The East Don Trail is Toronto's nature escape for wildlife and a rainbow tunnel
The East Don Trail in Toronto, which runs through the Charles Sauriol Conservation Area of the Don River watershed, is a beautiful spot for a stroll.
The existing trail that runs from Wynford Heights to the northern entrance of Milne Hollow nature preserve at Lawrence Avenue East has was extended by 1.4 kilometres in 2020 making for even more ground to explore.
Connected by a new steel bridge, the extension means the trail now runs east from Wynford Heights all the way to Wigmore Park on Elvaston Drive.
There are also parking lots at both Milne Hollow at Lawrence Avenue East and Moccasin Trail Park at Donway East and Moccasin Trail Road if you’re driving.
The most recognizable part of the trail is probably the Rainbow Tunnel that's found just past Moccasin Trail Park.
The outside, as well as inside of the tunnel, were cleaned and repainted part of a Mural Routes project in 2013 and it's been a much-loved piece of Toronto art ever since.
Along the trail, there are several habitats — the upland forests on the valley slopes, open meadows and young trees in Milne Hollow, and a wetland near the Canadian Pacific Rail bridge.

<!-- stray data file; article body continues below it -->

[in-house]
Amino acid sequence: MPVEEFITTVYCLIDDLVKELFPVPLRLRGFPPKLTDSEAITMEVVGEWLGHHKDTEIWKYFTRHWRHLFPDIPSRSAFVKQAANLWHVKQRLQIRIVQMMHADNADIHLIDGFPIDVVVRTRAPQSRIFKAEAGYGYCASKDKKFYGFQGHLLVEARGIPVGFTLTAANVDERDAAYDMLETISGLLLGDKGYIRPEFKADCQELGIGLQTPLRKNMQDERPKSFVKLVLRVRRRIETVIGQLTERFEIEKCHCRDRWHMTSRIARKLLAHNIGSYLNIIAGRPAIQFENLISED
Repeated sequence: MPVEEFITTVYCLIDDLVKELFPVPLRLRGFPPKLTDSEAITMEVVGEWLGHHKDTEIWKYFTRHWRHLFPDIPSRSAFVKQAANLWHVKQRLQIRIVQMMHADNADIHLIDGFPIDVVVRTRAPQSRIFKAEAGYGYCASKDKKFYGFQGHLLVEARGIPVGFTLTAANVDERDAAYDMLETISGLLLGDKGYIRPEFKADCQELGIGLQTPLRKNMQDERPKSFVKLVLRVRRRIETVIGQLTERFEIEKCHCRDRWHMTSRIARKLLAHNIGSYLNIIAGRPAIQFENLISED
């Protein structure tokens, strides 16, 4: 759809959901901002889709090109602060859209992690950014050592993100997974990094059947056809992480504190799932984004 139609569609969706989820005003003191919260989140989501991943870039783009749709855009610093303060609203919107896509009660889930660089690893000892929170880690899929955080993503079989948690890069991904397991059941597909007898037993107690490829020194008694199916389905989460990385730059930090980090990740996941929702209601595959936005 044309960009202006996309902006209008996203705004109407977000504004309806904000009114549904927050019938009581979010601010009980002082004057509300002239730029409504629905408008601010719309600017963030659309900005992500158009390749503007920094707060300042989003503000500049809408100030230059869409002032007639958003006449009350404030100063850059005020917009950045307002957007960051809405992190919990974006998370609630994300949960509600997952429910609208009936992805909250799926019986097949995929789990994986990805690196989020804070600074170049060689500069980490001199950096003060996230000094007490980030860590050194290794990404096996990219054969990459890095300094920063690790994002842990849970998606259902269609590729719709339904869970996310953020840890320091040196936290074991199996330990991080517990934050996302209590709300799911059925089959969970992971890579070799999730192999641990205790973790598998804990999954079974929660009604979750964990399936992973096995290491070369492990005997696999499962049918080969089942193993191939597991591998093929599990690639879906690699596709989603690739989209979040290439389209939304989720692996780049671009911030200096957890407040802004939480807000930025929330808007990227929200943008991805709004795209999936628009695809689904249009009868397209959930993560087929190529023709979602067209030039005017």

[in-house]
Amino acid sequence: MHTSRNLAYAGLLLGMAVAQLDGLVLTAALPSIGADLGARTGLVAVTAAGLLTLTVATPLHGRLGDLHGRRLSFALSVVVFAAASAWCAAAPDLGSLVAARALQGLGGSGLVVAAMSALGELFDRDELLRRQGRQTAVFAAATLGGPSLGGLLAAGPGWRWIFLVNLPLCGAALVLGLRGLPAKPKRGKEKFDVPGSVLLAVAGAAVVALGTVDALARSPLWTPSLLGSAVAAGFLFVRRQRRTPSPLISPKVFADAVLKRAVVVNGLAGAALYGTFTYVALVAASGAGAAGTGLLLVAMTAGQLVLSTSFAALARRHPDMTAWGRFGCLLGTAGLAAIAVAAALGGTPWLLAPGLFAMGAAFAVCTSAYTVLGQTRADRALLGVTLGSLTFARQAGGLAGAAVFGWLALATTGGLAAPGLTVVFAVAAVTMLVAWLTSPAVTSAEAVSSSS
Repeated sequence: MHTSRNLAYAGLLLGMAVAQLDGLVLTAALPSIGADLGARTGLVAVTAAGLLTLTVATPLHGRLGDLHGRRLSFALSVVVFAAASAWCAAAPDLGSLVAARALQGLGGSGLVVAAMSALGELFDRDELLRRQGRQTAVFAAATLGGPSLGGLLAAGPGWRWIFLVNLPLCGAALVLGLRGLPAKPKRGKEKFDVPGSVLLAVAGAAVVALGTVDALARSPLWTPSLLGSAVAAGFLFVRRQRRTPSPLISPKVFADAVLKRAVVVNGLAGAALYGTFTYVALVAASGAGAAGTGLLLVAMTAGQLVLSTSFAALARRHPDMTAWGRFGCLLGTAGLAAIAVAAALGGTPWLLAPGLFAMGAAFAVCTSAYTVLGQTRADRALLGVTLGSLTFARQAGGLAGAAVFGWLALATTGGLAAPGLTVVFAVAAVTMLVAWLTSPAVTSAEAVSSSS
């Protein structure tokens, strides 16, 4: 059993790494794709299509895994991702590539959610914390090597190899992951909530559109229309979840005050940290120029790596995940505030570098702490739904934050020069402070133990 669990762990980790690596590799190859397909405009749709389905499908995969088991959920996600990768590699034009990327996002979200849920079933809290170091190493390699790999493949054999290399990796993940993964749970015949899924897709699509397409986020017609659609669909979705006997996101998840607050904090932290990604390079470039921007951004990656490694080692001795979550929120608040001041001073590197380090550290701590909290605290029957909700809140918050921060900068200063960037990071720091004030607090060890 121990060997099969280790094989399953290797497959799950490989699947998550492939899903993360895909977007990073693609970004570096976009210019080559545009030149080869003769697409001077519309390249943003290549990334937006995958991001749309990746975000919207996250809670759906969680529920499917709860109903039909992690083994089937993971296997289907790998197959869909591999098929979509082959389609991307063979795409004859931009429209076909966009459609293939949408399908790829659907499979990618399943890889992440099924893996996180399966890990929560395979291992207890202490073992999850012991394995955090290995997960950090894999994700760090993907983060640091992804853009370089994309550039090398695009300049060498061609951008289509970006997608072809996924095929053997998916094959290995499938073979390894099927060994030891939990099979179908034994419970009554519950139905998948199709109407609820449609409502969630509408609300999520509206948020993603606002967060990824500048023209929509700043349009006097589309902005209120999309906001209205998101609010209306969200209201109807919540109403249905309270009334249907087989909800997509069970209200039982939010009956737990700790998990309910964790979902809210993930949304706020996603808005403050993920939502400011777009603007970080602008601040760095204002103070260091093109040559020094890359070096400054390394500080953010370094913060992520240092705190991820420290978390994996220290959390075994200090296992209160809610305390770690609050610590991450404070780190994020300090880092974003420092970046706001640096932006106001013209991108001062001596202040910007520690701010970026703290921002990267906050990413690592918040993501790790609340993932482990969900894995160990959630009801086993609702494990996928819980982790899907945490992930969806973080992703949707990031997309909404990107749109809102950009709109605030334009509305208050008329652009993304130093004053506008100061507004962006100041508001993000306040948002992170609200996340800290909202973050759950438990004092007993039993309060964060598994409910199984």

The diversity of habitats makes for great views and a fascinating journey through the trail. It also means there’s a good chance of spotting some wildlife on your visit.
Wildlife in the area includes deer, beavers, foxes, hawks, ducks and many species of migratory birds.
Fall is the perfect time to go, not only for the fall colours but because it's the time of year that the adult chinook salmon head back up the East Don River to spawn.
The trail has a number of good access points down to the river for viewing this migration and taking in the breathtaking scenery.
Areas where the water is shallow or where there are shadows on the water are typically good places to spot salmon as it’s easier to see what’s below the surface of the water.
There are several informational plaques along the trail if you’re interested in learning more about the area’s geology and wildlife.
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